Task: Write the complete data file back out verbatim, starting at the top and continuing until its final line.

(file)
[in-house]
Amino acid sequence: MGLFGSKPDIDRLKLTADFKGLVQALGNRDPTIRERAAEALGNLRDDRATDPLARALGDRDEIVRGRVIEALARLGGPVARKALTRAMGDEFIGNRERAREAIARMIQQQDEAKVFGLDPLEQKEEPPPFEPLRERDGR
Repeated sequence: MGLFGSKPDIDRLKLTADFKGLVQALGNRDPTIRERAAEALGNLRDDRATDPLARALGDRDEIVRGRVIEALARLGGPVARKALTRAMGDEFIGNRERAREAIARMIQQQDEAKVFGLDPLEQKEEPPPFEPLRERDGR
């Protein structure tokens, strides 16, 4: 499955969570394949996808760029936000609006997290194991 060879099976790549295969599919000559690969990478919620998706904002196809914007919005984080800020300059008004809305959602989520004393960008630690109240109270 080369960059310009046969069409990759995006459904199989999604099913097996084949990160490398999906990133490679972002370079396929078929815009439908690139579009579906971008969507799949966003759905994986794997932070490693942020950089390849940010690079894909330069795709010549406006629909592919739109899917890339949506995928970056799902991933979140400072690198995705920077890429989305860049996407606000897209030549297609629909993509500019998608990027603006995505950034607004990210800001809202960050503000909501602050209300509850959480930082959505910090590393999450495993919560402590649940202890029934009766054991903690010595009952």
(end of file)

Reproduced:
[in-house]
Amino acid sequence: MGLFGSKPDIDRLKLTADFKGLVQALGNRDPTIRERAAEALGNLRDDRATDPLARALGDRDEIVRGRVIEALARLGGPVARKALTRAMGDEFIGNRERAREAIARMIQQQDEAKVFGLDPLEQKEEPPPFEPLRERDGR
Repeated sequence: MGLFGSKPDIDRLKLTADFKGLVQALGNRDPTIRERAAEALGNLRDDRATDPLARALGDRDEIVRGRVIEALARLGGPVARKALTRAMGDEFIGNRERAREAIARMIQQQDEAKVFGLDPLEQKEEPPPFEPLRERDGR
């Protein structure tokens, strides 16, 4: 499955969570394949996808760029936000609006997290194991 060879099976790549295969599919000559690969990478919620998706904002196809914007919005984080800020300059008004809305959602989520004393960008630690109240109270 080369960059310009046969069409990759995006459904199989999604099913097996084949990160490398999906990133490679972002370079396929078929815009439908690139579009579906971008969507799949966003759905994986794997932070490693942020950089390849940010690079894909330069795709010549406006629909592919739109899917890339949506995928970056799902991933979140400072690198995705920077890429989305860049996407606000897209030549297609629909993509500019998608990027603006995505950034607004990210800001809202960050503000909501602050209300509850959480930082959505910090590393999450495993919560402590649940202890029934009766054991903690010595009952």